Former members have described Petersen as a mesmerizing figure who possessed extraordinary ability to influence and control others. “It was the eyes,” said former Teachers Group member Britta Rasmussen in a 2002 BBC News broadcast. “He would fix you with his stare. He was a very brilliant speaker. He was like a god to us.”
The Teachers Group, often abbreviated TG, is Tvind’s inner circle and consists of several hundred persons, according to a case summary of a Danish public prosecutor. They adhere to a communal lifestyle in which earnings are turned over to the organization. Steen Thomsen, a disaffected former member who was in Tvind for 26 years, claimed in a 1998 report to the Danish Ministry of Education that TG members are encouraged to sever contacts with family and friends. He has also stated members are discouraged from marrying or raising children. Relates Thomsen in a document posted at Tvind Alert: “Once Amdi Peterson asked, in front of [a large group of followers], ‘Well, Steen Thomsen, are you really working for the Teachers’ Group? What is going on in your mind since you have not done this or that? Are you thinking of love life, having children, your own little f—ing house? Tell us what is going on!’ ”
In 1999, after a Danish news show interviewed former teachers who alleged that Tvind was committing tax fraud, the Danish government began a criminal investigation into Tvind’s financial practices. In 2001, several of its alleged leaders, including Petersen and Jørgensen, were charged with embezzlement and tax fraud. Prosecutors contended that Tvind had diverted charity money to private enterprises and investments, such as a plantation in Brazil and condos in Miami.
A British journalist created Tvind Alert about the same time. He, along with a Danish journalist who joined the effort in 2002, have monitored the organization ever since, reporting on accusations of abuses of volunteers and members and alleged financial improprieties.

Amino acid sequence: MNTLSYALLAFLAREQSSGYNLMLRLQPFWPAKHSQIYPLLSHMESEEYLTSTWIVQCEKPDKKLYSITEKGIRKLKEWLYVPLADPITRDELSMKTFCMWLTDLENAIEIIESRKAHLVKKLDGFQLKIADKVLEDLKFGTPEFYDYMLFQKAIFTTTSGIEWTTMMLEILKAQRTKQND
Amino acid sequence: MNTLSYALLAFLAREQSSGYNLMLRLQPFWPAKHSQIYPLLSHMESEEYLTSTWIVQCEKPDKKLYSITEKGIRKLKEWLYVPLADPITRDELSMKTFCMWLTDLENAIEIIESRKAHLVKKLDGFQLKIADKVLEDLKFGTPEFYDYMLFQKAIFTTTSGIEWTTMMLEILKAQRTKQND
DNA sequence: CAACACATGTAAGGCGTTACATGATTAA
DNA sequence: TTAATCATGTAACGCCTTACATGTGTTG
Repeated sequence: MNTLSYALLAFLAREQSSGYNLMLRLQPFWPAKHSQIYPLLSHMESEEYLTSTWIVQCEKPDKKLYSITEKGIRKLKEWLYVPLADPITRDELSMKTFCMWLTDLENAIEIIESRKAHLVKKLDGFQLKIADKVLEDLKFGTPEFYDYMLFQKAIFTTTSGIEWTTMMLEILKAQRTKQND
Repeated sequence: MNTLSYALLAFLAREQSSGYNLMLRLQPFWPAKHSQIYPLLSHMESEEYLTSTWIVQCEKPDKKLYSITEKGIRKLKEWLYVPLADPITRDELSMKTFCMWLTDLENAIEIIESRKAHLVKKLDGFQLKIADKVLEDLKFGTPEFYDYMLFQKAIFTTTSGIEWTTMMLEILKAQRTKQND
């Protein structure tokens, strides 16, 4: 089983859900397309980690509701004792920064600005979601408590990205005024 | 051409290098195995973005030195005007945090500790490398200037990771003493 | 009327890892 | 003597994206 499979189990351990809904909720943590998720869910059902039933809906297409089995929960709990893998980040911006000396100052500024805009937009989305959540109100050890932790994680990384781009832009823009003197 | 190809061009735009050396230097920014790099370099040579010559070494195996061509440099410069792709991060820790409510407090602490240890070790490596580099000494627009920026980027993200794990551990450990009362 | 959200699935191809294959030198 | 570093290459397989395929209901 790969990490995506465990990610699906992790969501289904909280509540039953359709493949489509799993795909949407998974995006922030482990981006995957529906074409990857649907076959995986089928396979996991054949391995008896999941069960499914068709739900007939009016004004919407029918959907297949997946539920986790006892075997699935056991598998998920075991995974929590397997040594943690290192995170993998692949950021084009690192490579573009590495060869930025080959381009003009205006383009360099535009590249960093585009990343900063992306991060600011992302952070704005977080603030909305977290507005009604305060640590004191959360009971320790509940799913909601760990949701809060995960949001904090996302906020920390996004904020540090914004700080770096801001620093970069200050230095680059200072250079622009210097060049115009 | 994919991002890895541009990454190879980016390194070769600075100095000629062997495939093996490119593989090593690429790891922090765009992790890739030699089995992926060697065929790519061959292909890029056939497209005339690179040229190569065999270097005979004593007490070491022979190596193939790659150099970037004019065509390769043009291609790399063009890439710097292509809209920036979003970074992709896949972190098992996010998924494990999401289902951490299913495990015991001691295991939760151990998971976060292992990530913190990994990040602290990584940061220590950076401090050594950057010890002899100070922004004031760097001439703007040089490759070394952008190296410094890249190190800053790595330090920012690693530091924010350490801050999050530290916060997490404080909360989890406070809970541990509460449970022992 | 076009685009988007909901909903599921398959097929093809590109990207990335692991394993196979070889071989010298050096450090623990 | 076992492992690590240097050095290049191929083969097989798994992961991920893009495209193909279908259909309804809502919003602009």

On February 17, 2002, FBI agents arrested Amdi Petersen on an Interpol warrant at Los Angeles International Airport, while he was traveling between Mexico (San Juan de las Pulgas?) and London, shortly after tighter 9/11 airline screening went into effect. According to Jyllands-Posten, he had been living in a multimillion-dollar condo on Fisher Island, a wealthy community south of Miami Beach, and had the use of a $5 million Tvind-owned yacht named Butterfly McQueen.
Petersen initially asked for a public defender to fight extradition, explaining that as a member of a communal group he owned virtually nothing. Eventually, however, he was represented by high-profile defense attorney Robert Shapiro, one of O.J. Simpson’s lawyers in his murder case. Danish journalists flocked to Los Angeles to cover the story. After being held for seven months, Petersen was extradited in September.
The trial took place in Denmark between 2003 and 2006, with long intervals during which Petersen and the other defendants were allowed to leave the country. We encountered Jørgensen at San Juan de las Pulgas in late March 2005.